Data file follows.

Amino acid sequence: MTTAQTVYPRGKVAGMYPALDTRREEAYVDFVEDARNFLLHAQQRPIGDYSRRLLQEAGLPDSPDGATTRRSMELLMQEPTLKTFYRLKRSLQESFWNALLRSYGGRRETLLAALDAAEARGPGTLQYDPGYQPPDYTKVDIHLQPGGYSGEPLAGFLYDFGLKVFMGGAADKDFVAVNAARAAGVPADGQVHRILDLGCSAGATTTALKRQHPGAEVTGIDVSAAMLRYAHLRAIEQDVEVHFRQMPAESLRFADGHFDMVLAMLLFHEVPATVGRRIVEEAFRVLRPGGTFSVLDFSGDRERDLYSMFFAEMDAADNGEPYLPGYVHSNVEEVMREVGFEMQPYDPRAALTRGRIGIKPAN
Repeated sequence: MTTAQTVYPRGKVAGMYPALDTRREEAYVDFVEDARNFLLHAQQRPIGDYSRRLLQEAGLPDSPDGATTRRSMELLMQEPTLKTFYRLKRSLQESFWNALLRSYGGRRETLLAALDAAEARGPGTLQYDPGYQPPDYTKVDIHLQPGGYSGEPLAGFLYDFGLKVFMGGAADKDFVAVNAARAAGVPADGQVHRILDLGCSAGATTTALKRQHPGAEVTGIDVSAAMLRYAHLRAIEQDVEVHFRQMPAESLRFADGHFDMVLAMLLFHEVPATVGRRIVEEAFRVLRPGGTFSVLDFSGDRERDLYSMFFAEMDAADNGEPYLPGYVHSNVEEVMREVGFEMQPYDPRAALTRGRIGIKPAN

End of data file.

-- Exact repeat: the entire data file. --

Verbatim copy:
Amino acid sequence: MTTAQTVYPRGKVAGMYPALDTRREEAYVDFVEDARNFLLHAQQRPIGDYSRRLLQEAGLPDSPDGATTRRSMELLMQEPTLKTFYRLKRSLQESFWNALLRSYGGRRETLLAALDAAEARGPGTLQYDPGYQPPDYTKVDIHLQPGGYSGEPLAGFLYDFGLKVFMGGAADKDFVAVNAARAAGVPADGQVHRILDLGCSAGATTTALKRQHPGAEVTGIDVSAAMLRYAHLRAIEQDVEVHFRQMPAESLRFADGHFDMVLAMLLFHEVPATVGRRIVEEAFRVLRPGGTFSVLDFSGDRERDLYSMFFAEMDAADNGEPYLPGYVHSNVEEVMREVGFEMQPYDPRAALTRGRIGIKPAN
Repeated sequence: MTTAQTVYPRGKVAGMYPALDTRREEAYVDFVEDARNFLLHAQQRPIGDYSRRLLQEAGLPDSPDGATTRRSMELLMQEPTLKTFYRLKRSLQESFWNALLRSYGGRRETLLAALDAAEARGPGTLQYDPGYQPPDYTKVDIHLQPGGYSGEPLAGFLYDFGLKVFMGGAADKDFVAVNAARAAGVPADGQVHRILDLGCSAGATTTALKRQHPGAEVTGIDVSAAMLRYAHLRAIEQDVEVHFRQMPAESLRFADGHFDMVLAMLLFHEVPATVGRRIVEEAFRVLRPGGTFSVLDFSGDRERDLYSMFFAEMDAADNGEPYLPGYVHSNVEEVMREVGFEMQPYDPRAALTRGRIGIKPAN